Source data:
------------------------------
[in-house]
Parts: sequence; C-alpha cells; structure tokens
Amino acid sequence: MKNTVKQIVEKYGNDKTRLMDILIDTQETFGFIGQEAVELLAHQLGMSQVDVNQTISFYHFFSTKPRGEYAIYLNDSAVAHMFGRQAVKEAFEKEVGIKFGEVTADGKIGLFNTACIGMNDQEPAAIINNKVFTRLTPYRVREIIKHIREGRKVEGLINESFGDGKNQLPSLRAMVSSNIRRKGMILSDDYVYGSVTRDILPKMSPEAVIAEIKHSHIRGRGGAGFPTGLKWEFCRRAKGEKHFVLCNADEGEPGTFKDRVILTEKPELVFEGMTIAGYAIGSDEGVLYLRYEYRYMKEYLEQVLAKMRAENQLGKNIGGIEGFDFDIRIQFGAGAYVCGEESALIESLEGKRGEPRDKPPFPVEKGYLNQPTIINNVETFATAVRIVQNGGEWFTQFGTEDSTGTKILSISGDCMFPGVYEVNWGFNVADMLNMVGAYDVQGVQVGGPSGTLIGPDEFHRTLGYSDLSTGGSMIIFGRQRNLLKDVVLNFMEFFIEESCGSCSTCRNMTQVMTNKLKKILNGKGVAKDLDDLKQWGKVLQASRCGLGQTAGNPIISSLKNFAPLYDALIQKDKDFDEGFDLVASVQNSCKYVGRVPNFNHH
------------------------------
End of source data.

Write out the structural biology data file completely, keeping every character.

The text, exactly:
[in-house]
Parts: sequence; C-alpha cells; structure tokens
Amino acid sequence: MKNTVKQIVEKYGNDKTRLMDILIDTQETFGFIGQEAVELLAHQLGMSQVDVNQTISFYHFFSTKPRGEYAIYLNDSAVAHMFGRQAVKEAFEKEVGIKFGEVTADGKIGLFNTACIGMNDQEPAAIINNKVFTRLTPYRVREIIKHIREGRKVEGLINESFGDGKNQLPSLRAMVSSNIRRKGMILSDDYVYGSVTRDILPKMSPEAVIAEIKHSHIRGRGGAGFPTGLKWEFCRRAKGEKHFVLCNADEGEPGTFKDRVILTEKPELVFEGMTIAGYAIGSDEGVLYLRYEYRYMKEYLEQVLAKMRAENQLGKNIGGIEGFDFDIRIQFGAGAYVCGEESALIESLEGKRGEPRDKPPFPVEKGYLNQPTIINNVETFATAVRIVQNGGEWFTQFGTEDSTGTKILSISGDCMFPGVYEVNWGFNVADMLNMVGAYDVQGVQVGGPSGTLIGPDEFHRTLGYSDLSTGGSMIIFGRQRNLLKDVVLNFMEFFIEESCGSCSTCRNMTQVMTNKLKKILNGKGVAKDLDDLKQWGKVLQASRCGLGQTAGNPIISSLKNFAPLYDALIQKDKDFDEGFDLVASVQNSCKYVGRVPNFNHH